MADISON, Wis. (AP) – A milling company has agreed to plead guilty to federal charges that employees at a Wisconsin corn plant falsified records in the years leading up to a fatal corn dust explosion.
The plea deal calls for Didion Milling Inc. to pay a $1 million fine and $10.25 million to the estates of the five workers who were killed in the blast at the company`s Cambria mill in May 2017, the Wisconsin State Journal reported Thursday.
The company also has agreed to a five-year “organizational probation” and must allow federal inspectors to visit the mill without advance notice up to twice a year.
A federal grand jury indicted Didion last year on nine counts, including falsifying records, fraud and conspiracy. According to court documents, Didion shift employees and supervisors knowingly falsified logbooks inspectors use to determine whether the plant was handling corn dust safely and complying with dust-cleaning rules from 2015 until May 2017.
Corn dust is combustible; if concentrations in the air reach a high level, a spark or other ignition source can cause it to catch fire and explode. Federal regulations require grain mill operators to perform regular cleanings to reduce dust accumulations that could fuel a blast.
Didion last month agreed to pay the Wisconsin Department of Justice $940,000 to settle a lawsuit alleging multiple regulatory violations at the Cambria plant.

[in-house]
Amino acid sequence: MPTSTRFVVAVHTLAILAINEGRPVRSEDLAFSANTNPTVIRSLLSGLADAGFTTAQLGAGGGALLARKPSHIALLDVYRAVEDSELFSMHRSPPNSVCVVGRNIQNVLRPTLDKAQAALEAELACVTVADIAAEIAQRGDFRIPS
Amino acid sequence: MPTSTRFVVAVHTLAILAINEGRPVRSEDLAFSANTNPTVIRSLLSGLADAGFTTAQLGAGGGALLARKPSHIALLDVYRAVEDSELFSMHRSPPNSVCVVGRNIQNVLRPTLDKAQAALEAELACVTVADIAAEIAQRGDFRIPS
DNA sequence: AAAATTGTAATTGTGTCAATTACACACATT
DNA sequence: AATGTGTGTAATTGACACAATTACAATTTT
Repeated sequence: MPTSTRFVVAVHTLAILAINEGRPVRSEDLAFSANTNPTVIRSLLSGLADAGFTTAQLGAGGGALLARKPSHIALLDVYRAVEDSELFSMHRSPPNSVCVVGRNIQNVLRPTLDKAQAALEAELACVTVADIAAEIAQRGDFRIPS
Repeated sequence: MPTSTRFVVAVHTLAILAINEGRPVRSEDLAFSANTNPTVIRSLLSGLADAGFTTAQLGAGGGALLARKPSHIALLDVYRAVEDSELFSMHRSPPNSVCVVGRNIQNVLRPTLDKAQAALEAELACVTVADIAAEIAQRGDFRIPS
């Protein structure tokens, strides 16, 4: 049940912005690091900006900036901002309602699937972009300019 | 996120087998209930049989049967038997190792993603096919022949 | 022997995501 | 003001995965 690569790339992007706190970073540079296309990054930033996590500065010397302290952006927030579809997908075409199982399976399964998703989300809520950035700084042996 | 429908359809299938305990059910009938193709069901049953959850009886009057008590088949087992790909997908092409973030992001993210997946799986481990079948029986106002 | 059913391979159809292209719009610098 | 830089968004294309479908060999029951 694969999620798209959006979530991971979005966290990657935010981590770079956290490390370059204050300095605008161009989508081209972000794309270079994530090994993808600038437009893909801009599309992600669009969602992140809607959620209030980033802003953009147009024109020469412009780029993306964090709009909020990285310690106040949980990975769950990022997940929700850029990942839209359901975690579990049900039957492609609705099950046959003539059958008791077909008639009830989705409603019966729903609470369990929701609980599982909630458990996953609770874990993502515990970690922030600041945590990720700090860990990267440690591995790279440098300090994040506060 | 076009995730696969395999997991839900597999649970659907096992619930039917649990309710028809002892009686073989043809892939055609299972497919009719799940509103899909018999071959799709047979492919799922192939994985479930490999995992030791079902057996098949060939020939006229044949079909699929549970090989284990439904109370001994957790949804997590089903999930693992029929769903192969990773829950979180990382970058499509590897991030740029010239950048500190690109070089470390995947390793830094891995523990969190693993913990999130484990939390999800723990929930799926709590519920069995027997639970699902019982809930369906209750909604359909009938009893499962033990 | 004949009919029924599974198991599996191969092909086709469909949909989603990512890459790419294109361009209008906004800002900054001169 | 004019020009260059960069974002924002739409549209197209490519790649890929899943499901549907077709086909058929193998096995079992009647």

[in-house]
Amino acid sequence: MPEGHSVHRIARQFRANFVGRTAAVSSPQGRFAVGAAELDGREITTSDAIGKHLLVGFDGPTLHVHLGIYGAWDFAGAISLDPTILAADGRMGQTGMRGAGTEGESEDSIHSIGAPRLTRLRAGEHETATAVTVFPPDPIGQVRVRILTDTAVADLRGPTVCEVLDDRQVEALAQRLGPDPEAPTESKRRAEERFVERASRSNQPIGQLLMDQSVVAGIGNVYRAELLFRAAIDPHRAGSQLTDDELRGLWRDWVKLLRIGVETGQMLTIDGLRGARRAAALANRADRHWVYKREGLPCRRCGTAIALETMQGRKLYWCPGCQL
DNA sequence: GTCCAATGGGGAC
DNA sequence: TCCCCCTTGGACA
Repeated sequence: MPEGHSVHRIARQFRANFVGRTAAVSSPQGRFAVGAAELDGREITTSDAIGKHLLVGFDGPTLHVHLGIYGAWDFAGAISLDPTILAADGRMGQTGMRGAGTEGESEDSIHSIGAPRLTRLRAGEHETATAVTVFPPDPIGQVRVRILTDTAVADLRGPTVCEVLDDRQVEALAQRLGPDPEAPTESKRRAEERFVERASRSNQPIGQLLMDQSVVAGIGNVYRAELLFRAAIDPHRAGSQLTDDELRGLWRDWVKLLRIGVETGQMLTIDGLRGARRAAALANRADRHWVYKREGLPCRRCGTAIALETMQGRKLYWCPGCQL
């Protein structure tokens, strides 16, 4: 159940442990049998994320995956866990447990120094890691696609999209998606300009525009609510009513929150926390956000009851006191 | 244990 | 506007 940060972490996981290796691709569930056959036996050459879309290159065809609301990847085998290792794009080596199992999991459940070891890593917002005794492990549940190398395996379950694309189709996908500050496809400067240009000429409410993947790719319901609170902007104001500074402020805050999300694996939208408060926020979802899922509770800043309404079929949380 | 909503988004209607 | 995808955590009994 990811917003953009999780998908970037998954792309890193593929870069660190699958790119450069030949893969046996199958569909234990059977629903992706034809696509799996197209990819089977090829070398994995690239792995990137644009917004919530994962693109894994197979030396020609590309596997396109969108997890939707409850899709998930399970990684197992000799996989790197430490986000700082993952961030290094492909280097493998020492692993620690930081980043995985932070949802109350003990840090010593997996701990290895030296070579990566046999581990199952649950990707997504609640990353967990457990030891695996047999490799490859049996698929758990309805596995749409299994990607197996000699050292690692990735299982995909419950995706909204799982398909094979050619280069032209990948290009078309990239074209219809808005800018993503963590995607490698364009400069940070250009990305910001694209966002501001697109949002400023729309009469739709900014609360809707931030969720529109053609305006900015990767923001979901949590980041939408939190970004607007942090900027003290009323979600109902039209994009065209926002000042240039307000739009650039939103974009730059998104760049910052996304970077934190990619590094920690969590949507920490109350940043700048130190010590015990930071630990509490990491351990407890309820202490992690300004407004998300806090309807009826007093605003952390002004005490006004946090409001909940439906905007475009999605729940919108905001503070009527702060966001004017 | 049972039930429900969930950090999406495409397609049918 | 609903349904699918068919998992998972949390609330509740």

Didion CEO Riley Didion said in a statement Thursday that the company was thankful to have reached the plea deal and was pleased most of the financial settlement will go to the workers` estates, calling the explosion “heartbreaking. ”
“What happened in Cambria in May of 2017 was tragic, and we continue to offer prayers for those who were affected,” he said. “With this agreement in place, we can devote our full attention to serving our team, community, farmers, and customers with the highest standards of safety and quality.”
Three Didion officials – Derrick Clark, who was vice president of operations; Shawn Mesner, who was food safety superintendent; and James Lentz, who was environmental manager, are scheduled to stand trial Monday in federal court in Madison on charges that include conspiracy, fraud and falsifying records.
Three other Didion employees – a pair of day shift supervisors and an environmental coordinator – have pleaded guilty to federal conspiracy and obstruction charges since June 15.
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